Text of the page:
GREEN — The city administration this week will propose a creative way to finance a proposed development area without new taxes on current residents, businesses and industries.
The plan, which is to be unveiled at Tuesday’s City Council meeting, involves nearly 180 acres of vacant land east of South Arlington Road as well as 63 properties already zoned residential, general industrial and commercial business.
Two issues on the subject face council: establishing a tax increment financing (or TIF) incentive district and approving details of the proposed project.
The administration’s long-range vision calls for using TIF funding to upgrade infrastructure and attract developers within an area bounded by Boettler Road and Interstate 77 on the south and north and Arlington Road at Southwood Drive and just east of Tabs drive on the east and west.
Development of the district would include construction of a nearly mile-long extension of Southwood Drive eastward from Arlington, intersecting with Fortuna Drive before concluding at Tabs Drive. The new stretch of road would improve traffic flow in the area, allowing motorists and Green safety forces to more quickly reach destinations across the city.
Public hearing Tuesday kicks off consideration process
No cost estimate is possible until engineering work begins, which could take a few years, said Chris Hardesty, the city’s community development director. He said he has talked extensively about the vision with Mayor Gerard Neugebauer and Planning Director Wayne Wiethe since joining the Planning Department staff in January.
Hardesty, Wiethe and City Engineer Paul Pickett will present the details during the public hearing. Everyone attending the 7 p.m. meeting at the Central Administration Building must wear face masks because of the recent resurgence of COVID-19 infections. Council action on the proposal could come as soon as Sept. 14.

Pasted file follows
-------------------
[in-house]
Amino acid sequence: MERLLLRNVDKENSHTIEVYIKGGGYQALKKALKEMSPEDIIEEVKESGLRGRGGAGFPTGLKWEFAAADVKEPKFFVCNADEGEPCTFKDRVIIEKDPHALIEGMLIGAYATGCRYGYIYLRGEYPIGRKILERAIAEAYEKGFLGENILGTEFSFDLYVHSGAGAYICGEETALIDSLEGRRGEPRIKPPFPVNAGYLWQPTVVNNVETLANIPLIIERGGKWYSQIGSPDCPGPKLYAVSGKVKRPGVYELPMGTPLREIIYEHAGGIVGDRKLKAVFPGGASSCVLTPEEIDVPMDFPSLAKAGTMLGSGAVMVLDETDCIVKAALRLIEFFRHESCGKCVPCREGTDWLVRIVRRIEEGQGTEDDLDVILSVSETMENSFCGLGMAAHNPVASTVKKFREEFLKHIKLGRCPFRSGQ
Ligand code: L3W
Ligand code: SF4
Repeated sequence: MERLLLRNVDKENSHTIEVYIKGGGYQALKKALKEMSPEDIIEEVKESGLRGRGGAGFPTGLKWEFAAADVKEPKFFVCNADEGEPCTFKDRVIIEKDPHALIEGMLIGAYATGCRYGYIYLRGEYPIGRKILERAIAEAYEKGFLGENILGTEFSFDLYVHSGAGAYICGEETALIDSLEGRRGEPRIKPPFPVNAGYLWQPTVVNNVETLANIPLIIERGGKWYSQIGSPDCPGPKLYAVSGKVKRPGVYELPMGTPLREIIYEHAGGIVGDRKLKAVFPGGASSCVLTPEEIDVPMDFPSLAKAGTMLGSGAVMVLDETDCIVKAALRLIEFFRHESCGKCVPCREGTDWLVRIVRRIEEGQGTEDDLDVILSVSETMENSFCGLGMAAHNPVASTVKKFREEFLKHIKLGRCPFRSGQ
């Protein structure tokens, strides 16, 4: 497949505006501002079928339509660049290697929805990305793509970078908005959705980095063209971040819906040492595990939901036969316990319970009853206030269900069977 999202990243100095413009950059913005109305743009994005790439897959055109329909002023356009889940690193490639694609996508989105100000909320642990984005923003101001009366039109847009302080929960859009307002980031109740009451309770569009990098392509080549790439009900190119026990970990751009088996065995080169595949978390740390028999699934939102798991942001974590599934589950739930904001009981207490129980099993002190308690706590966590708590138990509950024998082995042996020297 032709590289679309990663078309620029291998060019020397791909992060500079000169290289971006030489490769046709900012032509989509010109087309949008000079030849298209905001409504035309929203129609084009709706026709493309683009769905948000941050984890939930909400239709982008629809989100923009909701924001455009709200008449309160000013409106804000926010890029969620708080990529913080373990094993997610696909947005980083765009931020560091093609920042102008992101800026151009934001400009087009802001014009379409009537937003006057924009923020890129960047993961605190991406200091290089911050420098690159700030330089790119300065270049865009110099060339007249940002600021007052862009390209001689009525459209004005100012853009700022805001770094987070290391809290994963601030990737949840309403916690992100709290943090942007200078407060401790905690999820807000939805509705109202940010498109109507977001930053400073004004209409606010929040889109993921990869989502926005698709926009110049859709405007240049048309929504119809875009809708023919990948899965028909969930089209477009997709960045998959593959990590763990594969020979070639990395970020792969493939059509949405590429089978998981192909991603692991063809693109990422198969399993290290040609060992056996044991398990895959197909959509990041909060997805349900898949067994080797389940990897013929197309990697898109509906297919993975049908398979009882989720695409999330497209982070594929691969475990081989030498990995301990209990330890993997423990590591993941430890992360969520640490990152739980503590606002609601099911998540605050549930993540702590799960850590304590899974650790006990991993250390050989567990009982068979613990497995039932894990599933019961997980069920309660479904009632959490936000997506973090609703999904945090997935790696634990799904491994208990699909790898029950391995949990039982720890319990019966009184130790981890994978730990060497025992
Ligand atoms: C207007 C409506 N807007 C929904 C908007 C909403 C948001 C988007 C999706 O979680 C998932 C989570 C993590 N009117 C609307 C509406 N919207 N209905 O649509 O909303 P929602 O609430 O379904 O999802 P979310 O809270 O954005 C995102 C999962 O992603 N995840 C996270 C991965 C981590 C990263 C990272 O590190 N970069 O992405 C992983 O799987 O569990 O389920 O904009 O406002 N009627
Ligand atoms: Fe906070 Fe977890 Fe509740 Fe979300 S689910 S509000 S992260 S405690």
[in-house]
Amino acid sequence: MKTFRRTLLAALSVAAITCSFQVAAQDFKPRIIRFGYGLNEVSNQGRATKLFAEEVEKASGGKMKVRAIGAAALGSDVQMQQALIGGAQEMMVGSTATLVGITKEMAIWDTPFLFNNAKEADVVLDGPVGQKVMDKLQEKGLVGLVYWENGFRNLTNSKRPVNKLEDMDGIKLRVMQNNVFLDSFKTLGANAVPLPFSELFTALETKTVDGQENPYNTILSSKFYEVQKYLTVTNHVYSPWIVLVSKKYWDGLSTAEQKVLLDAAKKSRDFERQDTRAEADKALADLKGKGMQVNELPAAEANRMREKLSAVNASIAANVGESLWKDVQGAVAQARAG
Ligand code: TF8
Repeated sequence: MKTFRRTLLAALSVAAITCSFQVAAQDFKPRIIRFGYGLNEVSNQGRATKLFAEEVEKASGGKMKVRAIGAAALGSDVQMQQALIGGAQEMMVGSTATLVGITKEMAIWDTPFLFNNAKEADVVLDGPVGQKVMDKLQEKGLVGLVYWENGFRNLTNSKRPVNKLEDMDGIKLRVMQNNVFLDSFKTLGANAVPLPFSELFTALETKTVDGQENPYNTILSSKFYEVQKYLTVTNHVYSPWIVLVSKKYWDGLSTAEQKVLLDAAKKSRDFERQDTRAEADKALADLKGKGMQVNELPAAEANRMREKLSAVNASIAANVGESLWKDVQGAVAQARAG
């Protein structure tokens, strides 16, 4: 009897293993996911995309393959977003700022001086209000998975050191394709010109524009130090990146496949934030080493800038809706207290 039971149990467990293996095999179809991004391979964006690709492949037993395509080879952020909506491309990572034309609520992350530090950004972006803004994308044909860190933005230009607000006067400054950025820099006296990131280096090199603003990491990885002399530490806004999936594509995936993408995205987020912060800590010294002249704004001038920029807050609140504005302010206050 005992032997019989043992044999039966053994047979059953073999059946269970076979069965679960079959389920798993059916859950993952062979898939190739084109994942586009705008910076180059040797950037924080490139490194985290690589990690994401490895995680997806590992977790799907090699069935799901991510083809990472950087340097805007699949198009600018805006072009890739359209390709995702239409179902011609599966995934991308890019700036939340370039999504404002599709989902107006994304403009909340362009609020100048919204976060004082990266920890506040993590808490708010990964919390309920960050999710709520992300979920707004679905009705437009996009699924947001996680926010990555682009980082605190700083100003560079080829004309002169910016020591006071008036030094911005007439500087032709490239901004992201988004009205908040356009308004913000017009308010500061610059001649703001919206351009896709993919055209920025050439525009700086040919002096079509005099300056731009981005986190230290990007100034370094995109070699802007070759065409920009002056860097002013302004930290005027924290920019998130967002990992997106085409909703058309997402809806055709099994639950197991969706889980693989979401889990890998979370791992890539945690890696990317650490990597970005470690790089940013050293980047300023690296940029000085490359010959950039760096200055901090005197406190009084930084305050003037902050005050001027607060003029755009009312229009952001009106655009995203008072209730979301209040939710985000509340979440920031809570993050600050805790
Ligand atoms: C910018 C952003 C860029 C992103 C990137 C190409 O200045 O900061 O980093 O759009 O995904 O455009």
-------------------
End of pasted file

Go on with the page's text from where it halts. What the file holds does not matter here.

Hardesty graduated in 2010 from Green High School and has bachelor’s and master’s degrees from the University of Akron and a master’s in executive business administration from Walsh University.
“We had a mutual desire to find a way to finance the Southwood proposal without new taxes for current residents, businesses and industries,” Hardesty said. “But we didn’t necessarily have a mechanism that we were completely aware of to fund it, so we had to get creative.”
Changes in the Ohio Revised Code provided the flexibility needed to create a TIF initiative district that, instead of using such funding solely for business and commercial development, has provided the mechanism to include new residential development within the designated district. Funding from the developers would create the revenues to extend the road, Hardesty said.
Infrastructure updates are a crucial component of plan
Pickett has certified that infrastructure that would serve the district Is inadequate to meet the district’s development needs. Without the improvements, the economic district wouldn’t be feasible or sustainable long term, he wrote.
“Collectively, what we hope is that construction of the roadway and development of this area is going to develop the whole area in itself,” Hardesty said. “One, it is going to alleviate some traffic issues that we have from arterial roadways, specifically, Tabs Drive. We have this big business park here and they all dump out onto Boettler Road. They have no northern or western egress.”
While easing traffic concerns, he said, the new road would provide “prime development opportunities to not only increase our population, but also increase our tax base and really promote businesses in the area. Overall, it is going to have a very beneficial impact and foster economic growth in the area.
“Connectivity is so huge; we want to connect everything. We want to create the ability for people to travel more easily travel within the city. When we can bring in Southwood, eventually we can connect Springhill [Soccer Complex] to Southwood — and then any other developments that come off this can connect to Southwood” with easier connections to the city’s main thoroughfares
He added that TIF funding received from new businesses, industries and residences is redirected to the municipality to be used for public infrastructure. He also noted the Green Local Schools District will receive its portion of funds as usual.
“The diversity and ability that we get from this TIF district is going to be a very nice boost to our ability to not only pay our current debts but create new infrastructure around the city.”
George W. Davis can be reached at: [email protected].